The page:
Each unit is quite small, with a living area, a kitchen, a bedroom, and (presumably) a bathroom. They each have a front door and a back door that leads to a shared backyard area.
Even though both she and Jesse smoke, she forbids smoking in the apartments under her father's orders. Before their relationship they once met in the back outside while smoking. As time goes on, however, they both smoke and do drugs inside Jesse's unit, and allow his place to fall into greater disrepair. At one point Walter White busts through Jesse's back door to get at the hidden stash of meth they had cooked, yet neither Jesse nor Jane seem to care about the big hole left in the door.
Jesse vacates his apartment after Jane's death and eventually moves back into his former house.
The interior of Jane's apartment was never shown until after her death. Unlike Jesse's apartment, which looked like a stereotypical drug dealer's place (empty beer bottles, plasma TV, spartan furniture, etc.), her apartment had remained well decorated and tidy. It's a reminder of the stark difference in Jane's personality and conscientiousness while on and off heroin. Jane has a colorful mural above her bed.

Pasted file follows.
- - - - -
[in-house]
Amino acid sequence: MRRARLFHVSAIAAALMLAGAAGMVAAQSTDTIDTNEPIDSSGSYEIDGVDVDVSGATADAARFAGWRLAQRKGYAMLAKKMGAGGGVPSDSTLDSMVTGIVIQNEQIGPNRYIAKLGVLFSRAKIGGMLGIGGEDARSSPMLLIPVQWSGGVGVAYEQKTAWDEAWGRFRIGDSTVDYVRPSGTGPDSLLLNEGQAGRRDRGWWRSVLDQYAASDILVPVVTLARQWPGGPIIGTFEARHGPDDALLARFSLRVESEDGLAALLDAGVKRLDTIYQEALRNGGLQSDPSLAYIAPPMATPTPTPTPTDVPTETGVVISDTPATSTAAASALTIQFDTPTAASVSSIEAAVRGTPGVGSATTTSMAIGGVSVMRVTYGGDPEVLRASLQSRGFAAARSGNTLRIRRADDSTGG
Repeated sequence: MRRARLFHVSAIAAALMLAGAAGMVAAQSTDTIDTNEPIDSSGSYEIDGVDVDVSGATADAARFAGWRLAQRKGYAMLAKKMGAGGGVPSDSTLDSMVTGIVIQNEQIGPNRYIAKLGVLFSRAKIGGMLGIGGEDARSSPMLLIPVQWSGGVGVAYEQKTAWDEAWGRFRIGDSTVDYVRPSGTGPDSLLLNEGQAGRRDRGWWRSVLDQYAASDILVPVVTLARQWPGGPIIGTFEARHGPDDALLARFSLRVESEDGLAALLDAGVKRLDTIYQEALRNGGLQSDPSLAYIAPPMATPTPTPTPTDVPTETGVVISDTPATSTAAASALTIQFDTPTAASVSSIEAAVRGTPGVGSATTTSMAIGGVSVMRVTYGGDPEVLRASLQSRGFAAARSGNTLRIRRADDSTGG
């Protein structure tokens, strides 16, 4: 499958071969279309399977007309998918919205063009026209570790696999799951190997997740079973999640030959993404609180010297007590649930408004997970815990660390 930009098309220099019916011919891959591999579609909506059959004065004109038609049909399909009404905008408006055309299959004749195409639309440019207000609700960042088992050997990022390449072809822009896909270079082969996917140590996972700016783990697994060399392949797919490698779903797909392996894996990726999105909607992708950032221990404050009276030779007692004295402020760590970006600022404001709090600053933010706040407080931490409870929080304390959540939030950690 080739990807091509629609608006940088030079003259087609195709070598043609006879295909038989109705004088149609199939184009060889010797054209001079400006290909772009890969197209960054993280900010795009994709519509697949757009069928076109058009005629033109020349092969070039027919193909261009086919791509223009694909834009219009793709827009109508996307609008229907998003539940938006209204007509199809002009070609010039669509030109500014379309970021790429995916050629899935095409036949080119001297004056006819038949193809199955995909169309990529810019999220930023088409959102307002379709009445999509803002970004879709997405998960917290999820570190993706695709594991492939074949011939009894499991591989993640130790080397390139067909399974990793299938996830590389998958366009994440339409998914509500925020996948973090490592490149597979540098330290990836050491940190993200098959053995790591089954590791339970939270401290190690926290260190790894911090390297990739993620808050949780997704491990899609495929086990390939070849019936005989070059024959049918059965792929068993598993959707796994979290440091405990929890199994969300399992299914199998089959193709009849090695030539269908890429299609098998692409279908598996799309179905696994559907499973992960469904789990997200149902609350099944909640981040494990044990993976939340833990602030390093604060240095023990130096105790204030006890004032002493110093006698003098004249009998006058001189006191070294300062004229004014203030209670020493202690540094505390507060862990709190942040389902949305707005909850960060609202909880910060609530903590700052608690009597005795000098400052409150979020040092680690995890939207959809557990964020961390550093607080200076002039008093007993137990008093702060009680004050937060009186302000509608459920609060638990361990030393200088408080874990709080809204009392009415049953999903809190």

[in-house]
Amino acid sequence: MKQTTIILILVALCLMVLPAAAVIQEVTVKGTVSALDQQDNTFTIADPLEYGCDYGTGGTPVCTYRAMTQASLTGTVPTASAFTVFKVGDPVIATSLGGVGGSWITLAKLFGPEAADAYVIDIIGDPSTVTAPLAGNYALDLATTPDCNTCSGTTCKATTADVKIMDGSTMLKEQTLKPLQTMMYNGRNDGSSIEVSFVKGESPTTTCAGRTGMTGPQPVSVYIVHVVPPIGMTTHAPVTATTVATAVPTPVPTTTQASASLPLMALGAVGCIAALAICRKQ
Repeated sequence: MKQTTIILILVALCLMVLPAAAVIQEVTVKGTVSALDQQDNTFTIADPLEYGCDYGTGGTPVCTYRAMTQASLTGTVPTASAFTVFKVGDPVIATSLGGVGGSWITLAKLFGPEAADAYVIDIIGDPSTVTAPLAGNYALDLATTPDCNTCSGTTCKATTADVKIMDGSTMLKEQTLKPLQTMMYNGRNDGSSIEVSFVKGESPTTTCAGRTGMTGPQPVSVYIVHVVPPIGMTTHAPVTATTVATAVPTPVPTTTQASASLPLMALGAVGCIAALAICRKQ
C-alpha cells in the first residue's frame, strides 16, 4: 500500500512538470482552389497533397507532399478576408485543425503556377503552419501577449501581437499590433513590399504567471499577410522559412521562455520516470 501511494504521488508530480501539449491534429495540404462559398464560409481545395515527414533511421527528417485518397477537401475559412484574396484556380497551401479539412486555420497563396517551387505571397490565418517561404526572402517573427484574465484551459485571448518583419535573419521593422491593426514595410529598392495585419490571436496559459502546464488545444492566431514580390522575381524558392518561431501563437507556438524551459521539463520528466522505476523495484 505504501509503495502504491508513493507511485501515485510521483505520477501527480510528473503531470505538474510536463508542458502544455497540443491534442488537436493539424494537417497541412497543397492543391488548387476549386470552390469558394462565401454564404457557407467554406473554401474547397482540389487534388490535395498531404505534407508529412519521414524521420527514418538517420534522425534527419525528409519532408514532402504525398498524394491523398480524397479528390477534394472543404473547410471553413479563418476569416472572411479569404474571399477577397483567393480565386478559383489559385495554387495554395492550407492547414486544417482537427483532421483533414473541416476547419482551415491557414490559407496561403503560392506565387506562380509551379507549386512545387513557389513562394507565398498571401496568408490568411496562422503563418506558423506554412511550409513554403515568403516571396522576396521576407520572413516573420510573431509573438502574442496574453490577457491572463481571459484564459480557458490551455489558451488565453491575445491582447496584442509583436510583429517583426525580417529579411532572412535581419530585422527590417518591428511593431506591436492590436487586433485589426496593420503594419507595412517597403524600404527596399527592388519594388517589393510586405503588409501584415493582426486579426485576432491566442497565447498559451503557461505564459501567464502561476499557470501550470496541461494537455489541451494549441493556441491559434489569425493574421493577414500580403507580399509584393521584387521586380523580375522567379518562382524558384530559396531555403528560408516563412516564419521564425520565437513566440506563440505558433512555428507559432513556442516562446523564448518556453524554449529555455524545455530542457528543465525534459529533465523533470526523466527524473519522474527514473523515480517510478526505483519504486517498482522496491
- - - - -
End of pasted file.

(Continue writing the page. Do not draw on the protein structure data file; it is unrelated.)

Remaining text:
- Some time in 2012, the duplex was actually for rent.
- In Jane's Apartment can be seen a black-and-white picture of a woman hanging on the wall. Viewers might assume it’s a photo of Jane’s mother, but it’s subject is the American poet and painter Elizabeth Bishop. The fact that Jane has a famous artist’s portrait hanging on her wall, but none of her own family, seems to suggest her strained, tempestuous, relationship with them. The choice of Bishop is certainly also helped by the fact that she’s Vince Gilligan’s favorite poet.